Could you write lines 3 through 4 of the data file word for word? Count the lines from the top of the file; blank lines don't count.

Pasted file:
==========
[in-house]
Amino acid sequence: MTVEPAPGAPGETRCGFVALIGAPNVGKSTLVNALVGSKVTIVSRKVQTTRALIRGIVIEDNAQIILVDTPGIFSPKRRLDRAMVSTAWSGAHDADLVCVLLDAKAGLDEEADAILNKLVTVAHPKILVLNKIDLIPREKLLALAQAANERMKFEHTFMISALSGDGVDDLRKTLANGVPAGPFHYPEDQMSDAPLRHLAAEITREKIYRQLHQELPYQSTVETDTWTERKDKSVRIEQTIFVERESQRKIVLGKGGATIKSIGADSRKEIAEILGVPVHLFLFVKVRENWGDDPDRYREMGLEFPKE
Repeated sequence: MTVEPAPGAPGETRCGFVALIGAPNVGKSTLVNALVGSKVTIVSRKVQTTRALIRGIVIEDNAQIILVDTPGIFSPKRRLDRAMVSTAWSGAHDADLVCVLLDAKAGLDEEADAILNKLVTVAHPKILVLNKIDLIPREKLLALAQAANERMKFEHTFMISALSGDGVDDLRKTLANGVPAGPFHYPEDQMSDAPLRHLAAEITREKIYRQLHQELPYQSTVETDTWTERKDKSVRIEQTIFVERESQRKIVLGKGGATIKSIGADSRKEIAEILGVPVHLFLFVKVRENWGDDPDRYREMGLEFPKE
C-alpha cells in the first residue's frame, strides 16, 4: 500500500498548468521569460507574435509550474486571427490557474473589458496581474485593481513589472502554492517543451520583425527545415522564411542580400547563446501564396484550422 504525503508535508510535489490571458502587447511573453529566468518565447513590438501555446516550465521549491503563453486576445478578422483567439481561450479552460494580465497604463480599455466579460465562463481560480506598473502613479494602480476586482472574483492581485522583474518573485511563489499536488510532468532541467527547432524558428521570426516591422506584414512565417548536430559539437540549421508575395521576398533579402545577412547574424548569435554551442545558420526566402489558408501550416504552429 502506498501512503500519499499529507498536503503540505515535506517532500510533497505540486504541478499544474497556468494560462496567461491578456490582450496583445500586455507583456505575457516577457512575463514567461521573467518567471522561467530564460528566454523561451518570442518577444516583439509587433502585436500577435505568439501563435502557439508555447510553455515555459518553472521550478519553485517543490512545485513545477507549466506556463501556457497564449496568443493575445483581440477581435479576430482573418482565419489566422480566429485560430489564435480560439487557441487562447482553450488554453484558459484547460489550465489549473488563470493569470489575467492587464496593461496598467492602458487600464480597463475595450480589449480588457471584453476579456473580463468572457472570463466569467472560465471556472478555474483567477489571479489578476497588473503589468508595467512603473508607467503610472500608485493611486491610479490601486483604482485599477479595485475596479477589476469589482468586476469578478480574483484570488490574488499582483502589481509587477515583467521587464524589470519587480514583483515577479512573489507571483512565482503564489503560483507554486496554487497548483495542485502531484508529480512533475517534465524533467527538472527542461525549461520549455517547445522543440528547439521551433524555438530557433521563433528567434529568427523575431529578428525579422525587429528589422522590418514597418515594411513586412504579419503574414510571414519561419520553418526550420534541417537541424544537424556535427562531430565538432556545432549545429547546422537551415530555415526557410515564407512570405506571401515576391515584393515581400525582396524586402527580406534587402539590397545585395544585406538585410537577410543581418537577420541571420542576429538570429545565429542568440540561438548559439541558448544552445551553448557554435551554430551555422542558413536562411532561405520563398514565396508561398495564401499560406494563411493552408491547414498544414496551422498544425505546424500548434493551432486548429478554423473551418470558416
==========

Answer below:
Repeated sequence: MTVEPAPGAPGETRCGFVALIGAPNVGKSTLVNALVGSKVTIVSRKVQTTRALIRGIVIEDNAQIILVDTPGIFSPKRRLDRAMVSTAWSGAHDADLVCVLLDAKAGLDEEADAILNKLVTVAHPKILVLNKIDLIPREKLLALAQAANERMKFEHTFMISALSGDGVDDLRKTLANGVPAGPFHYPEDQMSDAPLRHLAAEITREKIYRQLHQELPYQSTVETDTWTERKDKSVRIEQTIFVERESQRKIVLGKGGATIKSIGADSRKEIAEILGVPVHLFLFVKVRENWGDDPDRYREMGLEFPKE
C-alpha cells in the first residue's frame, strides 16, 4: 500500500498548468521569460507574435509550474486571427490557474473589458496581474485593481513589472502554492517543451520583425527545415522564411542580400547563446501564396484550422 504525503508535508510535489490571458502587447511573453529566468518565447513590438501555446516550465521549491503563453486576445478578422483567439481561450479552460494580465497604463480599455466579460465562463481560480506598473502613479494602480476586482472574483492581485522583474518573485511563489499536488510532468532541467527547432524558428521570426516591422506584414512565417548536430559539437540549421508575395521576398533579402545577412547574424548569435554551442545558420526566402489558408501550416504552429 502506498501512503500519499499529507498536503503540505515535506517532500510533497505540486504541478499544474497556468494560462496567461491578456490582450496583445500586455507583456505575457516577457512575463514567461521573467518567471522561467530564460528566454523561451518570442518577444516583439509587433502585436500577435505568439501563435502557439508555447510553455515555459518553472521550478519553485517543490512545485513545477507549466506556463501556457497564449496568443493575445483581440477581435479576430482573418482565419489566422480566429485560430489564435480560439487557441487562447482553450488554453484558459484547460489550465489549473488563470493569470489575467492587464496593461496598467492602458487600464480597463475595450480589449480588457471584453476579456473580463468572457472570463466569467472560465471556472478555474483567477489571479489578476497588473503589468508595467512603473508607467503610472500608485493611486491610479490601486483604482485599477479595485475596479477589476469589482468586476469578478480574483484570488490574488499582483502589481509587477515583467521587464524589470519587480514583483515577479512573489507571483512565482503564489503560483507554486496554487497548483495542485502531484508529480512533475517534465524533467527538472527542461525549461520549455517547445522543440528547439521551433524555438530557433521563433528567434529568427523575431529578428525579422525587429528589422522590418514597418515594411513586412504579419503574414510571414519561419520553418526550420534541417537541424544537424556535427562531430565538432556545432549545429547546422537551415530555415526557410515564407512570405506571401515576391515584393515581400525582396524586402527580406534587402539590397545585395544585406538585410537577410543581418537577420541571420542576429538570429545565429542568440540561438548559439541558448544552445551553448557554435551554430551555422542558413536562411532561405520563398514565396508561398495564401499560406494563411493552408491547414498544414496551422498544425505546424500548434493551432486548429478554423473551418470558416